Six Steps to a Stronger, Greener Connecticut

By Peter Rothstein and George Sakelleris

As we approach the one-year mark since COVID-19 upended life across the globe, the parallels between the pandemic and the climate crisis are striking: Both present dangers to our lives, threaten to disrupt our economy, and disproportionately impact low-income communities and communities of color. But the pandemic has also shown that regional, national, and international communities can respond quickly and meaningfully when such a crisis arises and has underscored the urgent need to take aggressive action on climate change action now.

Fortunately, Connecticut and the Northeast, aided by a federal administration that has made climate change a top priority, are on the path to real progress thanks to strong climate and clean energy proposals and investments. By targeting emissions reductions through energy efficiency and sourcing our energy from resources like the sun, wind, and renewable fuel cells, the Northeast can reduce pollution that endangers our health and environment, gain independence from outside sources of fuel, and turn our states into economic engines by creating thousands of local jobs.

At the Northeast Clean Energy Council (NECEC), our more than two-hundred-member companies are already doing the important work required to accelerate our region’s clean energy transition. Ameresco, with locations in Middletown and Cheshire, is one of those members and is a shining example of what’s possible in the clean energy economy. As a leading clean technology integrator specializing in energy efficiency and renewable energy, in 2019 alone, Ameresco’s renewable energy assets and customer projects delivered a carbon offset equivalent to 11,167,978 metric tons of carbon dioxide. Ameresco published its 2020 Environmental Social and Governance report with a theme of “Doing Well by Doing Good,” a nod to the economic and environmental benefits associated with the business of clean energy.

Leading employers like Ameresco and thoughtful state policymakers have worked hard to lay the groundwork for Connecticut’s clean energy transition, but there’s still work to be done. To build on this momentum, we see six goals that will drive Connecticut’s clean energy economy forward:

First, be ambitious. We can’t afford to limit ourselves on clean energy. Connecticut must aim high when it comes to clean energy investments that could decarbonize close to half of the state’s energy supply this decade.

Second, make equity a priority. For too long, energy, infrastructure, and environmental burdens have been disproportionately borne by low-income communities and communities of color. We have a chance to embed Environmental Justice principles into our future decisions so that all communities benefit from the clean energy transition. But doing so demands intentional, deliberate, and inclusive choices by policymakers and project developers.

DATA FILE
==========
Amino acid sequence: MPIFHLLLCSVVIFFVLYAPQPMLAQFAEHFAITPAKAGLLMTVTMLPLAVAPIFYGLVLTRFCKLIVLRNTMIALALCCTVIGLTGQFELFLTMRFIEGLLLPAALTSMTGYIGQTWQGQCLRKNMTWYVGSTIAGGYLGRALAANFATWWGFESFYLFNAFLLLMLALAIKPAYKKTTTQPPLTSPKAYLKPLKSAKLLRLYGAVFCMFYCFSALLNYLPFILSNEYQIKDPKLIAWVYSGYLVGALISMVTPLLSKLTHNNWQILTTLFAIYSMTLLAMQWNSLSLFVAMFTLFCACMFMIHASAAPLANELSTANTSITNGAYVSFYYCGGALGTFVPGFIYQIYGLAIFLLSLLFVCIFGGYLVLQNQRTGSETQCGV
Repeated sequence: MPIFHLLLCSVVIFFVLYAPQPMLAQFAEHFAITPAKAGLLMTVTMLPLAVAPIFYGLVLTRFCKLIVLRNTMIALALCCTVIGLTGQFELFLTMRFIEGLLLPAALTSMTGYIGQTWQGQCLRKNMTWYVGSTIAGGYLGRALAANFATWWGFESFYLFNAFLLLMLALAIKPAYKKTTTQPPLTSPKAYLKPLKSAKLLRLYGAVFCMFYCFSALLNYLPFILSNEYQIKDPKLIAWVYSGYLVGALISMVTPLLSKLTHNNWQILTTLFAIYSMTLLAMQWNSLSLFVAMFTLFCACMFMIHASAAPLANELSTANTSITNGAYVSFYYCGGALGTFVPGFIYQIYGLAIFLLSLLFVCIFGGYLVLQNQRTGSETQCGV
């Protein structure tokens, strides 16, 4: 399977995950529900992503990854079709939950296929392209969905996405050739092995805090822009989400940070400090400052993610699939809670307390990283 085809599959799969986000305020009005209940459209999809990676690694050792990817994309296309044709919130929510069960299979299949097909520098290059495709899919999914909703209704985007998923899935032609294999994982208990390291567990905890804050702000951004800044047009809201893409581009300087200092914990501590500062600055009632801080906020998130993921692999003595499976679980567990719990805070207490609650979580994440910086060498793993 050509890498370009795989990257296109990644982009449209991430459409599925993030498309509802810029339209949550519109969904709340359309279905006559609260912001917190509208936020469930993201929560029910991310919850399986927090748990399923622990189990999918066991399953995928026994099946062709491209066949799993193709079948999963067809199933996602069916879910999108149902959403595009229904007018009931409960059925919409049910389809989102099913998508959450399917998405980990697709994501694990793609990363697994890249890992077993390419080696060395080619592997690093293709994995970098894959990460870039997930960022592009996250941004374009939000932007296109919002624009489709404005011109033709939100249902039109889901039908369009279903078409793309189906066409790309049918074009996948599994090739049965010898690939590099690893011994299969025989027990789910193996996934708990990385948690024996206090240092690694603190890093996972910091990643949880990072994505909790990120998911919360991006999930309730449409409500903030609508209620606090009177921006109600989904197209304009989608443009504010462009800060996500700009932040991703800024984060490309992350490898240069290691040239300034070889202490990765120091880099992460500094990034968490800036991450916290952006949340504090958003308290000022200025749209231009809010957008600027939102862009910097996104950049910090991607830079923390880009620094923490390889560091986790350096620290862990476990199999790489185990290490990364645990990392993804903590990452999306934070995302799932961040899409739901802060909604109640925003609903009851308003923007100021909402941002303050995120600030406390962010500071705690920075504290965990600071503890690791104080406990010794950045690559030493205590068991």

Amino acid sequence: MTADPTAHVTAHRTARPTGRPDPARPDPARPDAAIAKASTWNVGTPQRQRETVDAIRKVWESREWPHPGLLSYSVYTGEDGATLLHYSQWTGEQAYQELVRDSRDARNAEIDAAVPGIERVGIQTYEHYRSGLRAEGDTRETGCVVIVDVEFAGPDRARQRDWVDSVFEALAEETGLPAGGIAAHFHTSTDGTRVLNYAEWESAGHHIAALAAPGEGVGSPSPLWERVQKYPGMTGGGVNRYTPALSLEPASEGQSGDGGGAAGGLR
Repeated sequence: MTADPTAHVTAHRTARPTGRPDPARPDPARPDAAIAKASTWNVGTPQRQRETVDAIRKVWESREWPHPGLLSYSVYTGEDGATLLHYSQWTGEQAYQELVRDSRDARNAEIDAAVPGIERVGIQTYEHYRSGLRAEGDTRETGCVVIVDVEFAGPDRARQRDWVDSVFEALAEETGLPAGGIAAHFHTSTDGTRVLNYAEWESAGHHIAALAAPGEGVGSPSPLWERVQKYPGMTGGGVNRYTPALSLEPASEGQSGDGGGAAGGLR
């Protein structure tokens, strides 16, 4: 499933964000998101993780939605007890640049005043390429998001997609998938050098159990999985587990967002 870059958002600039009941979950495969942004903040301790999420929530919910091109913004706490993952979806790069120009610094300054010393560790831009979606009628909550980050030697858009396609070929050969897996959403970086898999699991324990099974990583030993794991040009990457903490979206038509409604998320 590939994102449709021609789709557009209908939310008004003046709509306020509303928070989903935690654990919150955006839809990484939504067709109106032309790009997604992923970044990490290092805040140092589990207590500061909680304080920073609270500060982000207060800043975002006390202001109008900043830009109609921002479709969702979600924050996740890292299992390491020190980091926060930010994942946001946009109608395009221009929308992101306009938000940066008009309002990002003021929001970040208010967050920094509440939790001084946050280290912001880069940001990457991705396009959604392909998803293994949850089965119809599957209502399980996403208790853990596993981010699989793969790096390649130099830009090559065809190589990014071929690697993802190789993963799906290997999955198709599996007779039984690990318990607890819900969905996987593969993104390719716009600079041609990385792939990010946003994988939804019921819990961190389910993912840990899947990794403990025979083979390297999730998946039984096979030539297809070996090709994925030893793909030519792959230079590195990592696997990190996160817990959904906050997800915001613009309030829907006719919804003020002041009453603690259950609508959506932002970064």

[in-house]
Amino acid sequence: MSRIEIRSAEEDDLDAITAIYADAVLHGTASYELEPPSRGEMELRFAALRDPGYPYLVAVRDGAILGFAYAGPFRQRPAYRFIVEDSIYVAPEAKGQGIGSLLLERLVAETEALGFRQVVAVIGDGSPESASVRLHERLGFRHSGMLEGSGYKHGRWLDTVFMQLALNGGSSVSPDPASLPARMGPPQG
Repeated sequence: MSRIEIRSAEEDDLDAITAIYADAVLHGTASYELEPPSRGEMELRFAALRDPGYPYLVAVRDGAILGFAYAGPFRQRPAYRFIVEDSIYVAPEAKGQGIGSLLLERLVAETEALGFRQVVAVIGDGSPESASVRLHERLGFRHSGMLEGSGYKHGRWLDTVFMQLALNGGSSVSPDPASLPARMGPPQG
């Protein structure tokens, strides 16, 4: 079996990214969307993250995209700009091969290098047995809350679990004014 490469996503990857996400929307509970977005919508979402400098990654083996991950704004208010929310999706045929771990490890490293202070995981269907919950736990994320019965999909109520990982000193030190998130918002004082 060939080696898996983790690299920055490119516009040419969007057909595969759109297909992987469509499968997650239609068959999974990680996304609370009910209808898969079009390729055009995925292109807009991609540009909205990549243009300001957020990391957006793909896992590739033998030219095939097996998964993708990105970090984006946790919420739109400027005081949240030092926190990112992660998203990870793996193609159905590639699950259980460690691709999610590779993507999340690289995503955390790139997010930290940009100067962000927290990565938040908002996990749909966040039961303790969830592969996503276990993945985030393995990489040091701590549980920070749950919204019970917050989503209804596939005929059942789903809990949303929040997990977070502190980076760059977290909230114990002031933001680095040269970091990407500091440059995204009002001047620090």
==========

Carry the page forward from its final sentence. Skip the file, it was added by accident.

Third, design an energy storage roadmap for Connecticut. The legislature has an opportunity to set a bold but achievable pace by establishing a one-gigawatt storage target by 2030. Ameresco and many NECEC members are eager to see Governor Lamont’s Administration complete its effort to adopt a storage program that compensates commercial customer-sited and standalone storage assets for the benefits they deliver to direct customers and the entire electric grid.

Fourth, support clean transportation. Governor Lamont’s commitment to the regional Transportation Climate Initiative must be affirmed by the Legislature. Policymakers should embrace this opportunity to participate in a policy that will lower transportation emissions while spurring economic development and job creation, funding transportation infrastructure, and improving public health.

Fifth, continue investments in energy efficiency. Connecticut has long been a leader in efficiency and a redoubling of its efforts will be crucial to ensuring that we meet our climate commitments in the most cost-effective and efficient manner. Robust support for energy efficiency that includes using new technologies to make our buildings “smarter” will lead to local jobs and deliver cost savings to customers, making efficiency an essential ingredient in our clean energy future.

And sixth, create a secure solar future. Solar energy will be key to successfully reaching our climate commitments, and we must ensure that Connecticut sustains its commitment to a long-term role for solar electricity generation that provides clean energy to businesses, schools and universities, and municipalities.

Back in 2019, Governor Lamont issued an executive order strengthening Connecticut’s commitment to fighting the climate crisis. Now, Connecticut must build on that leadership and embrace energy efficiency and renewable energy as the responsible path forward to reduce electricity costs, invest in resiliency, create jobs, commit to long-term carbon reduction goals, and so much more.   

This week, NECEC and our members made this case to policymakers in Hartford during our annual Clean Energy Day. We brought together clean energy business leaders, legislators, and policymakers virtually to discuss the most pressing energy and climate policy issues facing the state, and show how Connecticut can achieve a thriving, equitable clean energy economy. Read more about NECEC's 2021 Connecticut Clean Energy Policy Priorities.

Peter Rothstein is the President of the Northeast Clean Energy Council.
George Sakellaris is the President, Chief Executive Officer, and Chairman of the Board of Directors of Ameresco Inc.

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